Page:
I have only vomited from alcohol three times in my life. Once, when I was 15, two girlfriends and I decided to drink an entire bottle of 151 Rum, once in broad daylight in a U-Bahn station in Berlin on my 19th birthday, and after drinking absinthe shots in Bucharest last year. While none of these can be considered particularly pleasant experiences (especially for the people who were with me), only one do I look back on with fondness.
Berlin has that effect on me.
Every experience I have in the city is wonderful — in part because it is taking place in Berlin. My favorite city in Europe.
I return to the city frequently; so, when I happened to be in Europe during last year’s ITB Berlin (the world’s largest travel trade show), I knew that a trip to Berlin was on the cards.
For professional purposes, of course.
As I am clearly very committed to my professional growth, I only spent about three hours at the weekend conference. Instead, I deemed it more important to spend time experiencing Berlin, so I took a tour around the Reichstag (Germany’s parliament building), bought a vintage army jacket at the iconic Mauerpark flea market, floated naked through the saunas of Liquidrom and went underground on a Berlin bunker tour.
In between this, I also made friends with a group of girls from Hamburg. We spent the nights together and laughed and confided in each other in a way that only complete strangers in hostels tend to do. Then, one evening, they told me (as though we were breaking up) that they were driving back to Hamburg the following morning and I was welcome to sit in their spare seat.
Initially, I was excited to be included in the group’s plans. But, this thrill quickly gave way to panic. I had to recede my acceptance.
I had an ex-friend there who, despite us not speaking for the past two years, I couldn’t stomach the risk of running into.
“It’s a big city,” they proclaimed.
“You don’t know us,” I replied.
Then Hamburg started to haunt me.
The NYTimes deemed it the cultural city to travel to in 2017 thanks (in part) to its new concert hall — the Elbphilharmonie. The Hamburg Tourism Board did a long, long partnership with Culture Trip (a daily read of mine) to promote tourism to the city. Titles such as “Why You Need to Visit Hamburg Over Berlin Right Now” started popping up on my browser, daily. A friend of a friend spent a considerable amount of time in the city and kept querying why I hadn’t been yet.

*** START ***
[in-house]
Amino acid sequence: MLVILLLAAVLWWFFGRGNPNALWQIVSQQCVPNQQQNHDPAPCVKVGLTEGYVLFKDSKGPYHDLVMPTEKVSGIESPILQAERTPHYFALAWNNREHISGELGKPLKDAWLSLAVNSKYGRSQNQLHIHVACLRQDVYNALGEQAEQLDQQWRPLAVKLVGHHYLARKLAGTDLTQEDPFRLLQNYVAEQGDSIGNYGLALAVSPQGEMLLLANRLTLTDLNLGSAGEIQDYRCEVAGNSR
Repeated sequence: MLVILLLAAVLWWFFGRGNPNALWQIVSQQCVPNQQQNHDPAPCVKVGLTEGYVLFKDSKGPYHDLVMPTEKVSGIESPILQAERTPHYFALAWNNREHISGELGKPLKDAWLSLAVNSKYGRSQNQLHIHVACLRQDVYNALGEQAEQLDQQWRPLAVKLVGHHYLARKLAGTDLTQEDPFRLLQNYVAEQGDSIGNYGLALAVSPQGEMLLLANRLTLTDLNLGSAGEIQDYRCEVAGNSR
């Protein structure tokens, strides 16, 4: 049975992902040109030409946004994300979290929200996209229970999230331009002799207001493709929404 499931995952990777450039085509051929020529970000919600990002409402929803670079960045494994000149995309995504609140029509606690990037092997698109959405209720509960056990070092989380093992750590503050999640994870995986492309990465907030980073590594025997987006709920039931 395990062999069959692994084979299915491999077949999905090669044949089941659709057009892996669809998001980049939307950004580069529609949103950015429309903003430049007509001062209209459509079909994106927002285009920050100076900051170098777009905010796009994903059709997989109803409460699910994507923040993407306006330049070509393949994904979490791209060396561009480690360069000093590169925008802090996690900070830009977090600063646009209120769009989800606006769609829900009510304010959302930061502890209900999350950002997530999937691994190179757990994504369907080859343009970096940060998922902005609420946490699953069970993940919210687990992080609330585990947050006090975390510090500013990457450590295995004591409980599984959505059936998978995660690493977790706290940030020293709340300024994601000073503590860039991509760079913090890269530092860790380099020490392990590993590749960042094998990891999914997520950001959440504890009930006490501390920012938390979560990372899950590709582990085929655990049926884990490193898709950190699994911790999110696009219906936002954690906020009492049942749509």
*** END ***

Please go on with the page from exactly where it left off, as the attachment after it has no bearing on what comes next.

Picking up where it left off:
Every list of “where to travel” seemed to include the northern German city.
Then, after a few months (seriously, what was Hamburg’s marketing budget with Culture Trip?!), it all faded away, and I completely forgot about all of these interactions and moments for the rest of 2017.
Until, my ex-friend and I started speaking again and found ourselves agreeing to lunch — in Hamburg.
Finally! I could see with my own eyes what the Tourism Board had been paying to promote. I clicked on their Culture Trip articles for the first time and was reminded of how I had dodged them for months.
It brought some chuckles.
A couple of weeks before landing in Hamburg, I was shopping in a T.J. Maxx in London with my Mum. Here I came across the most beautiful navy blue Chelsea boots. With only one pair in my size, I knew I had to have them. The leather was beautiful, the backstitching intricate and I relished in them not being black.
“Hmm the brand is Crickit,” I said to Mum, presuming they were an English brand. “Have you ever heard of them?”
Always wanting to know how much of a bargain I am getting, I Googled them.
“CRICKIT HAMBURG,” glared at me from the top of my cell phone screen.
The boots came with me to Hamburg, and I wore them plenty around the city. In the store, I had been concerned about the pointiness of the toes, but over time the leather had begun to stretch and soften and those fears that I would break all my toes for the sake of fashion diminished.
Until I spent the first day entirely on my own.
Walking all over the city, my left pinky toe started to hurt. But, being the hardcore woman I am, I ignored it and continued on. It wasn’t until hours and hours later, in a Starbucks’ toilet for the sake of being detailed, that I took off my boot to see what the fuss was about.
Blood. That was what was going on. So much blood that it had seeped through the leather and stained what was once a beautiful canvas of cool.
“WHAT THE…” I hobbled on the U-Bahn home.
I haven’t worn the boots since. Yet, they remain in my suitcase, taking up space and weight that I don’t really have to bequeath.
I’m torn, and I don’t know what to do.
I still love them, even though there exists this glaringly obvious issue. And will that complication ever really go away?
What if I never find another boot that inspires me to write nigh on 1000 words in one sitting? Is that even healthy? How much pain is too much pain? Will I ever be able not to see what is right there in front of me? Stained.
Surely, there is another boot out there that I will stumble upon similarly, see myself wearing, and it will feel comfortable from the get-go.
Yet, doesn’t the fact that I still want them after such a painful episode mean that there is something more at play. No boot has ever done that to me before, and they meant a lot. I have never seen a pair like them. Plus, it isn’t entirely their fault that I skipped getting a pedicure, wore too thin socks and walked around for about eight hours. I should work with them.
But then won’t I always be scared that the same turn of events could happen?
So, should I thank them for the time we had together and assure myself that the memories will never fade. But, also appreciate that my toes may never fit into their pointy structure and, therefore, lovingly but firmly leave them behind as I continue on?
A decision must be made before I return to Berlin in a couple of weeks.
*Originally published on April 26th, 2018*